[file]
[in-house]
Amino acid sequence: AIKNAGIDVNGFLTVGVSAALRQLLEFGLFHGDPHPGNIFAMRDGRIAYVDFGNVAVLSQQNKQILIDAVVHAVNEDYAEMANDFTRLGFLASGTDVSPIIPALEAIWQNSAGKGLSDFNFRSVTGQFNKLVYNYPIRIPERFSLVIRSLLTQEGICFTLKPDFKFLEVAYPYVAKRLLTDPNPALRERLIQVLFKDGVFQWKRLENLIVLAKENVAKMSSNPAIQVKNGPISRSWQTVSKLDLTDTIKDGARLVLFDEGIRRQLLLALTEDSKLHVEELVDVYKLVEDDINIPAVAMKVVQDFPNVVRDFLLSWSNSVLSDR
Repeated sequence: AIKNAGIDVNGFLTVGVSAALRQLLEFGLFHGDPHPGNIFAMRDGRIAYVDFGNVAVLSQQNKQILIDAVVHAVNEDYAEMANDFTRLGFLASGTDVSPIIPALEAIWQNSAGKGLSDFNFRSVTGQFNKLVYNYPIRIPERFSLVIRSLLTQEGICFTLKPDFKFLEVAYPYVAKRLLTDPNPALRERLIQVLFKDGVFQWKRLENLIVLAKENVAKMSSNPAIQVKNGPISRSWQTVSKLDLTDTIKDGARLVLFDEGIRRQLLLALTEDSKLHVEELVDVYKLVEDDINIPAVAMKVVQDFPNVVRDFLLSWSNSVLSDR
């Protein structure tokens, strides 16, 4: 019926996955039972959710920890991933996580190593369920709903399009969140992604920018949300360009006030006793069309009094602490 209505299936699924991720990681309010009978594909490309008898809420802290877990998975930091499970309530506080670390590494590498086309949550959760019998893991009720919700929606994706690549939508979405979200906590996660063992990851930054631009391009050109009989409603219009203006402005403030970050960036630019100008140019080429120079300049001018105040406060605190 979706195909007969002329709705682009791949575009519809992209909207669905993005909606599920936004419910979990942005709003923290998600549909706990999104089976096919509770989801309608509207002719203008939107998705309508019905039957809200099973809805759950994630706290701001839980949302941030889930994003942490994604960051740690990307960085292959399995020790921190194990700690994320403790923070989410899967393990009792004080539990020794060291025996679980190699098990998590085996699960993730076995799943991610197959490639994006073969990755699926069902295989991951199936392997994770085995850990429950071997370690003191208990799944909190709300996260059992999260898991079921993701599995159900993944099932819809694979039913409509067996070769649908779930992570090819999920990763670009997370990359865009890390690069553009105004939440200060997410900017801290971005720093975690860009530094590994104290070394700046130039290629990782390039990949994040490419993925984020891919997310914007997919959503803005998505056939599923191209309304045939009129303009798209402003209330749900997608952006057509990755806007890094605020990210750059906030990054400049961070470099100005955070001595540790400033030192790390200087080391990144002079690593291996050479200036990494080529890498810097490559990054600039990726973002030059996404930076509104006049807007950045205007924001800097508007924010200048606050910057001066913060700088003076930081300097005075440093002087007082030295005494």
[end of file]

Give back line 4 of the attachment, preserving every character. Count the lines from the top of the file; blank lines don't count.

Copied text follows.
């Protein structure tokens, strides 16, 4: 019926996955039972959710920890991933996580190593369920709903399009969140992604920018949300360009006030006793069309009094602490 209505299936699924991720990681309010009978594909490309008898809420802290877990998975930091499970309530506080670390590494590498086309949550959760019998893991009720919700929606994706690549939508979405979200906590996660063992990851930054631009391009050109009989409603219009203006402005403030970050960036630019100008140019080429120079300049001018105040406060605190 979706195909007969002329709705682009791949575009519809992209909207669905993005909606599920936004419910979990942005709003923290998600549909706990999104089976096919509770989801309608509207002719203008939107998705309508019905039957809200099973809805759950994630706290701001839980949302941030889930994003942490994604960051740690990307960085292959399995020790921190194990700690994320403790923070989410899967393990009792004080539990020794060291025996679980190699098990998590085996699960993730076995799943991610197959490639994006073969990755699926069902295989991951199936392997994770085995850990429950071997370690003191208990799944909190709300996260059992999260898991079921993701599995159900993944099932819809694979039913409509067996070769649908779930992570090819999920990763670009997370990359865009890390690069553009105004939440200060997410900017801290971005720093975690860009530094590994104290070394700046130039290629990782390039990949994040490419993925984020891919997310914007997919959503803005998505056939599923191209309304045939009129303009798209402003209330749900997608952006057509990755806007890094605020990210750059906030990054400049961070470099100005955070001595540790400033030192790390200087080391990144002079690593291996050479200036990494080529890498810097490559990054600039990726973002030059996404930076509104006049807007950045205007924001800097508007924010200048606050910057001066913060700088003076930081300097005075440093002087007082030295005494």